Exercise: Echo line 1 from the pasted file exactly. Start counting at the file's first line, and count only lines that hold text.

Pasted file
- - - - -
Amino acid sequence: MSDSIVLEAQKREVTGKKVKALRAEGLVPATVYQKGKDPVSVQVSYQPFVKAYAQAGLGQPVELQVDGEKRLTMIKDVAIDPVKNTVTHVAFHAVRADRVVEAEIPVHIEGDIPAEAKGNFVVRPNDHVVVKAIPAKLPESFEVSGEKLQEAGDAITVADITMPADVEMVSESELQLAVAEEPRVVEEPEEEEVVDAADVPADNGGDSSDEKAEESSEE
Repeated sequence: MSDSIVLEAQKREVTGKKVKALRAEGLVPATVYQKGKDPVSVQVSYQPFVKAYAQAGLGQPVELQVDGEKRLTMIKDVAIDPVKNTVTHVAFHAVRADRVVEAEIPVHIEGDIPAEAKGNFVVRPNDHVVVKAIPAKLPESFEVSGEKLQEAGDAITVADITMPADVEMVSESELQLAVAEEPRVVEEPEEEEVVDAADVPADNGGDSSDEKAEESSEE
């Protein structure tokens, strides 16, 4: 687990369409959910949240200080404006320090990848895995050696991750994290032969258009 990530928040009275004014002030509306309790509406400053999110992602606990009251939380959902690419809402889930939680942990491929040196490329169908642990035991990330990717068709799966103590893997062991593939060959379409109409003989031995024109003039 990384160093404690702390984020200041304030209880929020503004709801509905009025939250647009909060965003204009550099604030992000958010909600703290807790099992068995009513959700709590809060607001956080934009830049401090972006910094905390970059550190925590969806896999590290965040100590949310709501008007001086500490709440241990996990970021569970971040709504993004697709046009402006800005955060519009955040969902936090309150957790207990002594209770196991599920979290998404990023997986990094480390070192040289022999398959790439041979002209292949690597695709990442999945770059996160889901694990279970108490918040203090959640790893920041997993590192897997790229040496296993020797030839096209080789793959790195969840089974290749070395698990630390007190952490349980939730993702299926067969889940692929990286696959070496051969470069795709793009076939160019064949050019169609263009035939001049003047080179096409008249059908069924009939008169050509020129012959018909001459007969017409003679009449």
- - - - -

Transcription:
Amino acid sequence: MSDSIVLEAQKREVTGKKVKALRAEGLVPATVYQKGKDPVSVQVSYQPFVKAYAQAGLGQPVELQVDGEKRLTMIKDVAIDPVKNTVTHVAFHAVRADRVVEAEIPVHIEGDIPAEAKGNFVVRPNDHVVVKAIPAKLPESFEVSGEKLQEAGDAITVADITMPADVEMVSESELQLAVAEEPRVVEEPEEEEVVDAADVPADNGGDSSDEKAEESSEE